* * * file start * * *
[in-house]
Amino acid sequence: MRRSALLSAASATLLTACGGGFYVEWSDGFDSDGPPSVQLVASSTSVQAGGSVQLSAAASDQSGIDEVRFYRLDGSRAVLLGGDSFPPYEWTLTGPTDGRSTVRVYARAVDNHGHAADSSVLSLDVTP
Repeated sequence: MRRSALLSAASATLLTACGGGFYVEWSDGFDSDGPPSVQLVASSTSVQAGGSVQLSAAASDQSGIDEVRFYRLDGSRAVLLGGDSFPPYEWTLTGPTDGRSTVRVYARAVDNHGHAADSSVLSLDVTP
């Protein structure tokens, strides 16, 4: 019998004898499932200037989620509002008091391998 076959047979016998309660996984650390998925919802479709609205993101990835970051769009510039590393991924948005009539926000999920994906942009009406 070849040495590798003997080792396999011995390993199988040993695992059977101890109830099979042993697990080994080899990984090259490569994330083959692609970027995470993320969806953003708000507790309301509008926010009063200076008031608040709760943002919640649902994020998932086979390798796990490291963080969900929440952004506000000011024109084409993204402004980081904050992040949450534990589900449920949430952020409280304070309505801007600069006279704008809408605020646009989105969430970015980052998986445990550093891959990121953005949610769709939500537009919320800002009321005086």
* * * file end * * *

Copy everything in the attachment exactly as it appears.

[in-house]
Amino acid sequence: MRRSALLSAASATLLTACGGGFYVEWSDGFDSDGPPSVQLVASSTSVQAGGSVQLSAAASDQSGIDEVRFYRLDGSRAVLLGGDSFPPYEWTLTGPTDGRSTVRVYARAVDNHGHAADSSVLSLDVTP
Repeated sequence: MRRSALLSAASATLLTACGGGFYVEWSDGFDSDGPPSVQLVASSTSVQAGGSVQLSAAASDQSGIDEVRFYRLDGSRAVLLGGDSFPPYEWTLTGPTDGRSTVRVYARAVDNHGHAADSSVLSLDVTP
């Protein structure tokens, strides 16, 4: 019998004898499932200037989620509002008091391998 076959047979016998309660996984650390998925919802479709609205993101990835970051769009510039590393991924948005009539926000999920994906942009009406 070849040495590798003997080792396999011995390993199988040993695992059977101890109830099979042993697990080994080899990984090259490569994330083959692609970027995470993320969806953003708000507790309301509008926010009063200076008031608040709760943002919640649902994020998932086979390798796990490291963080969900929440952004506000000011024109084409993204402004980081904050992040949450534990589900449920949430952020409280304070309505801007600069006279704008809408605020646009989105969430970015980052998986445990550093891959990121953005949610769709939500537009919320800002009321005086």